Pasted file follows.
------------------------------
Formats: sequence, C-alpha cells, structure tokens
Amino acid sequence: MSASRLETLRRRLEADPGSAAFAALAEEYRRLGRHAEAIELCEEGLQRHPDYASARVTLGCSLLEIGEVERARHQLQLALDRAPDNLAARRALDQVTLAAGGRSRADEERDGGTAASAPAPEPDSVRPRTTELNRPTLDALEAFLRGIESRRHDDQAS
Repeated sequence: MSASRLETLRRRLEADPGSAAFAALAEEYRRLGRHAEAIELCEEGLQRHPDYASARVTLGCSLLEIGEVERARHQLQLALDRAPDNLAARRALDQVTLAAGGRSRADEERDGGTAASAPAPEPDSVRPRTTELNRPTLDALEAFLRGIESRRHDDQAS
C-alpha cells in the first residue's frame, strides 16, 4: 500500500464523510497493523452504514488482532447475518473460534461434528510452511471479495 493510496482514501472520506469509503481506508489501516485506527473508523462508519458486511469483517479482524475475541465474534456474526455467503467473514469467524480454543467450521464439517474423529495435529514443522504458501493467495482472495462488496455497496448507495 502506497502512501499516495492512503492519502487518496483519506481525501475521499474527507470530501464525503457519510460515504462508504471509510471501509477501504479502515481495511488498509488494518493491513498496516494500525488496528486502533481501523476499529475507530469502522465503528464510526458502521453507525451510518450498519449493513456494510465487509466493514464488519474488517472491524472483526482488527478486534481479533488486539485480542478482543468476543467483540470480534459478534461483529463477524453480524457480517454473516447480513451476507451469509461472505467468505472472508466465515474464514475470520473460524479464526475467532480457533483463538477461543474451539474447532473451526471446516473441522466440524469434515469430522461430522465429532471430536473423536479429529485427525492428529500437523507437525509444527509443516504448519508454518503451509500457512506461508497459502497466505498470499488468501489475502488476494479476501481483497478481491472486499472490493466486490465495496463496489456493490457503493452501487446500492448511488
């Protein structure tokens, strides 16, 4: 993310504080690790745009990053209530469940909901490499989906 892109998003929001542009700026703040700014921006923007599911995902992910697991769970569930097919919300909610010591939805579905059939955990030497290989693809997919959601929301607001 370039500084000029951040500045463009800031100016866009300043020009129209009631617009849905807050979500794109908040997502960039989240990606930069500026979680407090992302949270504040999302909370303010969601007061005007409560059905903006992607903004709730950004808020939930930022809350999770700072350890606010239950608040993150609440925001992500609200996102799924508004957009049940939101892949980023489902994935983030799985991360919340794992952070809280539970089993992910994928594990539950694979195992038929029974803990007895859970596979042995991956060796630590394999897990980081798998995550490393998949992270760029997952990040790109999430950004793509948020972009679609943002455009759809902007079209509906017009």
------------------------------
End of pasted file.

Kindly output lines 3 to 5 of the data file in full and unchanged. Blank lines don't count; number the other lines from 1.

Repeated sequence: MSASRLETLRRRLEADPGSAAFAALAEEYRRLGRHAEAIELCEEGLQRHPDYASARVTLGCSLLEIGEVERARHQLQLALDRAPDNLAARRALDQVTLAAGGRSRADEERDGGTAASAPAPEPDSVRPRTTELNRPTLDALEAFLRGIESRRHDDQAS
C-alpha cells in the first residue's frame, strides 16, 4: 500500500464523510497493523452504514488482532447475518473460534461434528510452511471479495 493510496482514501472520506469509503481506508489501516485506527473508523462508519458486511469483517479482524475475541465474534456474526455467503467473514469467524480454543467450521464439517474423529495435529514443522504458501493467495482472495462488496455497496448507495 502506497502512501499516495492512503492519502487518496483519506481525501475521499474527507470530501464525503457519510460515504462508504471509510471501509477501504479502515481495511488498509488494518493491513498496516494500525488496528486502533481501523476499529475507530469502522465503528464510526458502521453507525451510518450498519449493513456494510465487509466493514464488519474488517472491524472483526482488527478486534481479533488486539485480542478482543468476543467483540470480534459478534461483529463477524453480524457480517454473516447480513451476507451469509461472505467468505472472508466465515474464514475470520473460524479464526475467532480457533483463538477461543474451539474447532473451526471446516473441522466440524469434515469430522461430522465429532471430536473423536479429529485427525492428529500437523507437525509444527509443516504448519508454518503451509500457512506461508497459502497466505498470499488468501489475502488476494479476501481483497478481491472486499472490493466486490465495496463496489456493490457503493452501487446500492448511488
């Protein structure tokens, strides 16, 4: 993310504080690790745009990053209530469940909901490499989906 892109998003929001542009700026703040700014921006923007599911995902992910697991769970569930097919919300909610010591939805579905059939955990030497290989693809997919959601929301607001 370039500084000029951040500045463009800031100016866009300043020009129209009631617009849905807050979500794109908040997502960039989240990606930069500026979680407090992302949270504040999302909370303010969601007061005007409560059905903006992607903004709730950004808020939930930022809350999770700072350890606010239950608040993150609440925001992500609200996102799924508004957009049940939101892949980023489902994935983030799985991360919340794992952070809280539970089993992910994928594990539950694979195992038929029974803990007895859970596979042995991956060796630590394999897990980081798998995550490393998949992270760029997952990040790109999430950004793509948020972009679609943002455009759809902007079209509906017009």